8. 8. Chemistry and Materials Research www.iiste.org ISSN 2224- 3224 (Print) ISSN 2225- 0956 (Online) Vol.3 No.8, 2013 29 between the bonding and brittleness/ductility properties. The bond character of cubic compounds is explained with respect to their Cauchy pressure (C12 - C44). Compound having more positive Cauchy’s pressure tends to form bonds which are primarily metallic in nature, where as the compounds having more negative Cauchy’s pressure from bonds which are more angular or covalent in character [30]. Thus the ductile nature of all MTi (M = Fe, Co and Ni ) can be correlated to their positive cauchy’s pressure and thereby metallic character in their bonds. 3.5 Thermal properties With the help of calculated the Young’s modulus (E), Bulk modulus (B0) and the shear modulus (GH), we have obtained the Debye temperature (θD) by using the average sound velocity vm. At low temperature the vibrational excitations arise solely from acoustic vibrations. Hence, at low temperature the Debye temperature calculated from elastic constants. We have calculated the average sound velocities (vm) and Debye temperatures (θD) as well as the densities for B2 phase by using the calculated elastic constants which are given in Table 3. In the absence of any measured data in the literature, they could not be compared. Hence, our results can be considered as a prediction for these properties of intermetallic compounds and it will testify future experimental work. Table 3. Calculated longitudinal ν l, transverse νt , average elastic wave velocities νm, Debye Temperature θD for MTi (M = Fe, Co and Ni) Solids ρ*103 (kg/m3 ) ν l (ms-1 ) νt (ms-1 ) νm (ms-1 ) θD (K) FeTi (GGA) 5.064 7867 4406 4900 352.20 LSDA 5.413 8670 4880 5425 398.66 Other Theo. 5.539 7916 4583 5083 376.43 Other Theo. 5.091 7989 4551 5054 366.63 CoTi (GGA) 5.091 7377 3947 4405 314.08 LSDA 5.530 6825 3225 3626 265.78 Expt. 5.098 6684 3302 3704 264.21 Other Theo. 5.149 7711 3851 4317 308.99 NiTi (GGA) 4.955 6826 3026 3413 241.35 LSDA 5.345 6821 2727 3087 223.86 Expt. 4.985 5988 2352 2664 188.78 Other Theo. 5.350 6954 3075 3468 251.57 These values are derived from experimental and theoretical values of elastic constants. 4. Conclusion First principles calculation have been performed on MTi (M = Fe, Co and Ni) intermetallic compounds by FP- LAPW method using DFT with both GGA and LSDA. Our results on the structural, electronic, elastic, mechanical and thermal properties are in good agreement with other experimental and available other theoretical results. The calculated elastic constants show that FeTi, CoTi and NiTi are elastically stable in B2 phase. Using these elastic constants the shear modulus (GH) , poisson’s ratio (σ), young’s modulus (E) and anisotropy factor (A) are also reported. The electronic band structures show the metallic character for all compounds. In the present study we found B/GH ratio > 1.75 and C12-C44 > 0 which implies that all these compounds are ductile in nature and NiTi have an excellent ductility amongst all the compounds. We have also analyzed that the more delocalized bands are present in NiTi at Fermi level (EF) as compared to FeTi and CoTi. The thermal properties are also reported for these compounds. Acknowledgement The authors are thankful to University Grants Commission (UGC), New Delhi for the financial support. SPS is thankful to CSIR and UGC (SAP), New Delhi for financial assistances. References 1. Darolia, R. (1991), “Alloys for high-temperature structural applications”, J. Met.43 (3), 44–49. 2. Busso, E.P. & Mcclintock, F. A. (1994), “Mechanisms of cyclic deformation of NiAl single crystals at high temperatures”, Acta Metall. Mater. 42, 3263–3275. 3. Jayaram, R. & Miller M K.(1994), “An atom probe study of grain boundary and matrix chemistry in micro alloyed”, Acta Metall. Mater. 42, 1561–1572. 4. Becker, A. T. (2010), “The yield strength and flow stress anomaly in B2 yittrium copper” Ph.D thesis, Iowa State University paper 11866. 5. Karoteev, Yu. M., lipnitskii, A.G., chulkov, E.V.& Silkin, V. M. (2002), “The (110) surface electronic structure of FeTi, CoTi and NiTi”, Surface Science 507-510, 199-206.
  9. 9. Chemistry and Materials Research www.iiste.org ISSN 2224- 3224 (Print) ISSN 2225- 0956 (Online) Vol.3 No.8, 2013 30 6. Kaneno, Y., Asao K., Yoshida, M., Tsuda, H. & Takasugi, T. (2008), “Tensilt properties of recrystallized B2 CoZr intermetallic alloys”, Journals of Alloys and Compounds 456, 125-134. 7. Zeng, Zhao-Yi, Hu, Cui-E, Cai, Ling-Cang., Chen, Xiang- Rong.& Jing, Fu- Qia. (2010), “First principles determination of structure, elastic, phase diagram and thermodynamics of NiTi alloy”, Physica B 405, 3665- 3672. 8. Rhee, J. Y., Harmon B. N.& Lynch, D.W.(1996), “Optical properties and electronic structures of equiatomic XTi (X = Fe, Co and Ni) alloys” Phys. Rev. B. 54, 17385-17391. 9. Lee, Y. P., Kim, K. W., Yee, J. R., Kudryavtsev Y. V. & Nemoshkalenko, V. V. (1999) “Structural disorder and magnetic properties in CoTi alloys and films” Phys. Rev. B. 60, 8067-8074. 10. Vishnu, K. G. & Strachan, A. (2010),“Phase stability and transformations in NiTi from density functional theory calculations”, Science Direct 58, 745-752. 11. Kibey, S., Sehitoglu, , H. & Johnson, D. (2009), “Energy landscape for martensitic phase transformation in shape memory NiTi”, Science Direct 57 1624-1629. 12. Cheng. D., Zhao S., & Ye, H. (2001), “First-principles study of the elastic properties and electronic structure of NiTi, CoTi and FeTi”, Philos. Mag, A 81, 1625- 1632. 13. Naish, V. E., Novoselova T.V.& Sagaradze, I.V.(1997), “Theoretical analysis of possible martensitic phases in titanium nickelide”, J. Phys. IV France 7, 95-100. 14. Kellou, A., Nabi, Z., Tadjer, A., Amrane, N., Fenineche, N. & Aourag, H. (2003), “Electronic study of FeTi, CoTi and NiTi alloys: bulk, surfaces and interfaces”, Phys. Stat. Sol.(b) 239, 389-398. 15. Napierala, P. & Jezierski, A. (2003), “Magnetic and electronic properties of CoTi alloys”Molecular Physics Report 38, 92-95. 16. Eibler, R., Redinger, J. & Neckel, A. (1987), “Electronic, structure, chemical bonding and spectral properties of the intermetallic compounds FeTi, CoTi and NiTi”, J. Phys. F: Met. Phys. 17, 1533-1559. 17. Zhi-sheng, N., Jing-cheran, Zhu., Hai-ling, Yu & Zhang-hong, Lai. (2012), “First principles calculation of intermetallic compounds in FeTiCoNiVCrMnCuAl system high entropy alloy Trans. Nonferrous” Met. Soc. China 22, 1437-1444. 18. Blaha, P., Schwarz, K., Madsen G. k. H., Kuasnicka D. & Luitz, J. (2001), WIEN2k, an augmented plane wave + local orbitals program for calculating crystal properties, K. Schwartz Technical Universitat, Wien, Australia, ISBN 3-9501031-1-2. 19. Perdew, J. P., Burke, K. & Ernzerhop, M. (1996), “Generalised gradient approximation made sample”, Phys. Rev. Lett.77, 3865-3868. 20. Sun, Z., Li, S., Ahuja, R. & Schneide, J. M. (2004), “Calculated elastic properties of M2AlC ( M= Ti, V, Cr, Nb and Ta)”, Solid State Commun. 129, 589-592. 21. Wachter, P., Filzmoser, M. & Rebizant, J. (2001), “Electronic and elastic properties of the light actinide telluride’s”, Physica B 293, 199-223(25). 22. Jansiukiewicz, C. & Karpus, V. (2003), “Debye temperature of cubic crystals”, Solid State Commun, 128, 167-169. 23. Birch, F. (1938), “The effect of pressure upon the elastic properties of isotropic solids according to murnaghan’s theory of finite strain”, J. Appl. Phys. 9, 279-288. 24. Hill, R. (1952), “The elastic behavior of a crystalline aggregate”, Proc. Phys. Soc. London A 65, 349-354. 25. Voigt, W. (1889), “The relationship between the two elasticity constants of isotropic bodies”, Ann. Phys. 38, 573-587. 26. Reuss, A. & Angew, Z., (1929), “Computation of the yield point of mixed crystals due to hiring for single crystals”, Math. Phys. 9, 49-58. 27. Jenkins, C. H. & Khanna, S. K. (2005), “A modern integration of mechanics and materials in structural design”, Mechanics of Materials ISBN 0-12-383852-5, 62-72. 28. Pugh, S. F. (1954), “Relations between the elastic moduli and the plastic properties of polycrystalline pure metals”, Philos. Mag. 45, 823-843. 29. Ganeshan, S., Shang, S. L., Zhang, H., Wang, Y., Mantina M. & Liu, Z. K. (2009), Intermetallics 17, 313- 318. 30. Pettifor, D. G. (1992), “Theoretical predictions of structure and related properties of intermetallics”, Mater Sci. Technol. 8, 345-349.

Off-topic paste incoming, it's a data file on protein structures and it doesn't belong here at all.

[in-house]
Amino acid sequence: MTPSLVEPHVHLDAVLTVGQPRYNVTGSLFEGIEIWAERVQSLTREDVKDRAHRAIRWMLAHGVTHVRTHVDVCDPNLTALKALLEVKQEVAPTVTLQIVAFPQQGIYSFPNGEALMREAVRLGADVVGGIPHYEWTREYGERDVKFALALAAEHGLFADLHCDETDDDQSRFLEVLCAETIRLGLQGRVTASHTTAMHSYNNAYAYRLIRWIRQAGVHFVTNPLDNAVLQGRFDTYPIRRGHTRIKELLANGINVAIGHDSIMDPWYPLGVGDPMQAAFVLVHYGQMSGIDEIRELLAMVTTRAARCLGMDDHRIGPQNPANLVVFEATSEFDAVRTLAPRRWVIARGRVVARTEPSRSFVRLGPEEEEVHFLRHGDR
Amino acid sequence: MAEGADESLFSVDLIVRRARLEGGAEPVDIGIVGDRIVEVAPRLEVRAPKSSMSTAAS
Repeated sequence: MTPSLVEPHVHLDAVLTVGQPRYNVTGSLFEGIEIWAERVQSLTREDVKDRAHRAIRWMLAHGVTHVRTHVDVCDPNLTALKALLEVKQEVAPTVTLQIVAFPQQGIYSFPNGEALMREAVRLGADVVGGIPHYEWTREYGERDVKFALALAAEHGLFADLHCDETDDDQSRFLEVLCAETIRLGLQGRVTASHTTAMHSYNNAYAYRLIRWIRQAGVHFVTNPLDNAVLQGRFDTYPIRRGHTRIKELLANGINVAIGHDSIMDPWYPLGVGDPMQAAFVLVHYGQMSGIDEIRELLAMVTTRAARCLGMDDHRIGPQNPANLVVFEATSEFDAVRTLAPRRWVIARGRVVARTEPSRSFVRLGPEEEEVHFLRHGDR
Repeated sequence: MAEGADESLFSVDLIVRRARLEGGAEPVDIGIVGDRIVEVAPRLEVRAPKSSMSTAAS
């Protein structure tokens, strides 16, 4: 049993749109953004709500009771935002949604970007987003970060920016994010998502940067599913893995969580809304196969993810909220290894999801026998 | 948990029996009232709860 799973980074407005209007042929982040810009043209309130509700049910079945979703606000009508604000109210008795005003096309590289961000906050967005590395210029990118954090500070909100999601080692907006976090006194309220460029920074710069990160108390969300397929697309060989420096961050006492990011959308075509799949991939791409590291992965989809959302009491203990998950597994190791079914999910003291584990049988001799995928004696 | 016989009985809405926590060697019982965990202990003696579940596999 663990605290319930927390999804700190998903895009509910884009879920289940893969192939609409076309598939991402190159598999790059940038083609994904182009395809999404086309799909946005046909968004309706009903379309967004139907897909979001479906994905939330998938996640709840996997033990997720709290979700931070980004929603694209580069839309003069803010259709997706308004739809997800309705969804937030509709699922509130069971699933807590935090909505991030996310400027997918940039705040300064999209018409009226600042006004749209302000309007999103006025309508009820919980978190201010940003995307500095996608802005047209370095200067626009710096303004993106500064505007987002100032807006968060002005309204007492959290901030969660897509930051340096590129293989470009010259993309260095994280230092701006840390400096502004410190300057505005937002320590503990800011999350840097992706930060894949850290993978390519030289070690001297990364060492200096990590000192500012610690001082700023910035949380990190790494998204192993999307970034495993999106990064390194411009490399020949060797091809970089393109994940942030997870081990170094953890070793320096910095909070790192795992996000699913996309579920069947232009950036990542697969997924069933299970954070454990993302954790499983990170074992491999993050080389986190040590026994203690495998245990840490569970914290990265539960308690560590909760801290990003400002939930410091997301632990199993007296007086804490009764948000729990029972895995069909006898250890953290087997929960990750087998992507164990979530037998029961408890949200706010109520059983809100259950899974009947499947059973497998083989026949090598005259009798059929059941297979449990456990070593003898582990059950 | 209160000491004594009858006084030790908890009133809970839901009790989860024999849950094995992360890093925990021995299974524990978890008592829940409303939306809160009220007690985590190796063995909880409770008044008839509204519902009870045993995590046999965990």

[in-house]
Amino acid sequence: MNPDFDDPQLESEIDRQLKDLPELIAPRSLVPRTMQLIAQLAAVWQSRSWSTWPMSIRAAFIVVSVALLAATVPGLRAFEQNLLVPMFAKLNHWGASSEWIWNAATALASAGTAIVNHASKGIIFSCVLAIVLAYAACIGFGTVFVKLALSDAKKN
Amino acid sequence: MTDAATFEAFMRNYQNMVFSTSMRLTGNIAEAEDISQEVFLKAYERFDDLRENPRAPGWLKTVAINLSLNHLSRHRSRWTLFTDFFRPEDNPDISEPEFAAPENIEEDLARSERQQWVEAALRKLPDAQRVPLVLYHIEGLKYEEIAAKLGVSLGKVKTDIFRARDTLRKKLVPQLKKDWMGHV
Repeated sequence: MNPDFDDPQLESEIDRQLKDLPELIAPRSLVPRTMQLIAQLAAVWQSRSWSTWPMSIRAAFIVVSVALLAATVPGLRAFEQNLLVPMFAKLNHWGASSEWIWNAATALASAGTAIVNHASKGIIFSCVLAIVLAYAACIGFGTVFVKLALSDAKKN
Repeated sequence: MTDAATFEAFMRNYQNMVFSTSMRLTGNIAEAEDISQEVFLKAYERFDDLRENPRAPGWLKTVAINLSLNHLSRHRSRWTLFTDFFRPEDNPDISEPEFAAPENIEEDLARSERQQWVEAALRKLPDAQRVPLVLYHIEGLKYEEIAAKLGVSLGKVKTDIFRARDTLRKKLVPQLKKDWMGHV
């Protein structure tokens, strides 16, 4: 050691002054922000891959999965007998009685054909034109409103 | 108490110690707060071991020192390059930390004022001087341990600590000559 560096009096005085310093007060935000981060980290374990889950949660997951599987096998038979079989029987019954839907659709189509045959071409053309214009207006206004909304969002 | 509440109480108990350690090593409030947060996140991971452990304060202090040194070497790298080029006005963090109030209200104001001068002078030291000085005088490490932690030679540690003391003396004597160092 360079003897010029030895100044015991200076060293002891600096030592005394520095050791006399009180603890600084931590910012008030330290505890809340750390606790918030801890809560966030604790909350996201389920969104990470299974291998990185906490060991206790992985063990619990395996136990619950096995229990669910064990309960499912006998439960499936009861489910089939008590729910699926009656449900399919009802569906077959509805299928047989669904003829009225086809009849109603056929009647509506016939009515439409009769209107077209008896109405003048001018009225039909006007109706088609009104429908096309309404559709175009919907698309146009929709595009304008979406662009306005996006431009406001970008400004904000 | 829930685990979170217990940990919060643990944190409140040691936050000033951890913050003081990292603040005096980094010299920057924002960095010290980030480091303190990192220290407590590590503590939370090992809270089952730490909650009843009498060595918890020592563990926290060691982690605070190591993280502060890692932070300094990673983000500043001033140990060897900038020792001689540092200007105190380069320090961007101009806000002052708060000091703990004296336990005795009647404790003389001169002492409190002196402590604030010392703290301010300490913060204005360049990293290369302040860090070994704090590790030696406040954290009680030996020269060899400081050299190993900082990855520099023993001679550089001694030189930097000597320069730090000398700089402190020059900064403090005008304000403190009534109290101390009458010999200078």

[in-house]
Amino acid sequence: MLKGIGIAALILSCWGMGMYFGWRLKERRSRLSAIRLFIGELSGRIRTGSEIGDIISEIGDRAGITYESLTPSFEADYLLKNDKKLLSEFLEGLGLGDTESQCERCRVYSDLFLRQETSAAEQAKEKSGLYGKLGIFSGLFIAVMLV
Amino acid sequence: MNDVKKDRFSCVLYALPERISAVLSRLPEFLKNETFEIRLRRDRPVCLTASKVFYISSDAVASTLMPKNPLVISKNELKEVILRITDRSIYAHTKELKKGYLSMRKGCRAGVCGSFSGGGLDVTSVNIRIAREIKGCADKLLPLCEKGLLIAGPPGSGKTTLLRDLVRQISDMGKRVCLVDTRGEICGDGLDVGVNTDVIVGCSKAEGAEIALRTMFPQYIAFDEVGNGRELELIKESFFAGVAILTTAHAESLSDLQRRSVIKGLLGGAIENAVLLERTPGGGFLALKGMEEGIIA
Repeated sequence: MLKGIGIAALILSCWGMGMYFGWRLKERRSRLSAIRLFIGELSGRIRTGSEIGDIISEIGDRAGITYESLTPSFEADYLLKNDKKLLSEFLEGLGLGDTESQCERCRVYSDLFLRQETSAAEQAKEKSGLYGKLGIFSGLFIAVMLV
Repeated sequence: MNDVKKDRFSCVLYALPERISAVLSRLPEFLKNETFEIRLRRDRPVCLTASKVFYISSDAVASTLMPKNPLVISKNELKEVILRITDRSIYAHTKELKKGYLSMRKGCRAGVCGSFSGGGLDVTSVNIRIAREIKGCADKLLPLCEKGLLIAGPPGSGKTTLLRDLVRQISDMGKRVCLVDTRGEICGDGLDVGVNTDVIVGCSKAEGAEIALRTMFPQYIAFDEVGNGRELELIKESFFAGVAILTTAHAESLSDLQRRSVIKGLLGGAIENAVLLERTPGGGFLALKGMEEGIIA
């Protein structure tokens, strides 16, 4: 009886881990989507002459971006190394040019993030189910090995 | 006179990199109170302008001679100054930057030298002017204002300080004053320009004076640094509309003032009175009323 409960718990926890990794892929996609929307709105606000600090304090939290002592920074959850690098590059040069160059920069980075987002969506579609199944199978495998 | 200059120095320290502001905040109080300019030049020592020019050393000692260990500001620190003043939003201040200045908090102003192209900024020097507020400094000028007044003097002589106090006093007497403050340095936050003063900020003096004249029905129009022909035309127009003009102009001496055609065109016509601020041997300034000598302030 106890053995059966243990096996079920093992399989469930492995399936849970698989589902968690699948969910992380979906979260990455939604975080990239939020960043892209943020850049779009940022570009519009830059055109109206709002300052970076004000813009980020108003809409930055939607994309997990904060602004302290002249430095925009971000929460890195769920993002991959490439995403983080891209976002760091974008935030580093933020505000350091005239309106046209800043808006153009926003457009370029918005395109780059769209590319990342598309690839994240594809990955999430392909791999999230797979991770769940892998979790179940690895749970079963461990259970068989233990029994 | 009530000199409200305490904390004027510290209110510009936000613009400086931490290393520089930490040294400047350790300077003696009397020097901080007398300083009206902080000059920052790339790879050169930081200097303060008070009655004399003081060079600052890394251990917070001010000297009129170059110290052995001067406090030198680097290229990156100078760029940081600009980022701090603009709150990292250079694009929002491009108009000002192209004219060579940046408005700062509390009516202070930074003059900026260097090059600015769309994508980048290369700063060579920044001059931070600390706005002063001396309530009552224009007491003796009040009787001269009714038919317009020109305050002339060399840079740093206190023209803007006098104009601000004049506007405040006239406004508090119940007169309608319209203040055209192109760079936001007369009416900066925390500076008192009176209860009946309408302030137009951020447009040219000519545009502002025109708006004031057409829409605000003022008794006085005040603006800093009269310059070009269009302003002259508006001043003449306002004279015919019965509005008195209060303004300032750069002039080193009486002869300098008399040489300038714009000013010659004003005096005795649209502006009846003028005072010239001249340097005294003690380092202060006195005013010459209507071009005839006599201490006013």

10. 10. This academic article was published by The International Institute for Science, Technology and Education (IISTE). The IISTE is a pioneer in the Open Access Publishing service based in the U.S. and Europe. The aim of the institute is Accelerating Global Knowledge Sharing. More information about the publisher can be found in the IISTE’s homepage: http://www.iiste.org CALL FOR PAPERS The IISTE is currently hosting more than 30 peer-reviewed academic journals and collaborating with academic institutions around the world. There’s no deadline for submission. Prospective authors of IISTE journals can find the submission instruction on the following page: http://www.iiste.org/Journals/ The IISTE editorial team promises to the review and publish all the qualified submissions in a fast manner. All the journals articles are available online to the readers all over the world without financial, legal, or technical barriers other than those inseparable from gaining access to the internet itself. Printed version of the journals is also available upon request of readers and authors. IISTE Knowledge Sharing Partners EBSCO, Index Copernicus, Ulrich's Periodicals Directory, JournalTOCS, PKP Open Archives Harvester, Bielefeld Academic Search Engine, Elektronische Zeitschriftenbibliothek EZB, Open J-Gate, OCLC WorldCat, Universe Digtial Library , NewJour, Google Scholar
  1. A particular slide catching your eye?

    Clipping is a handy way to collect important slides you want to go back to later.

×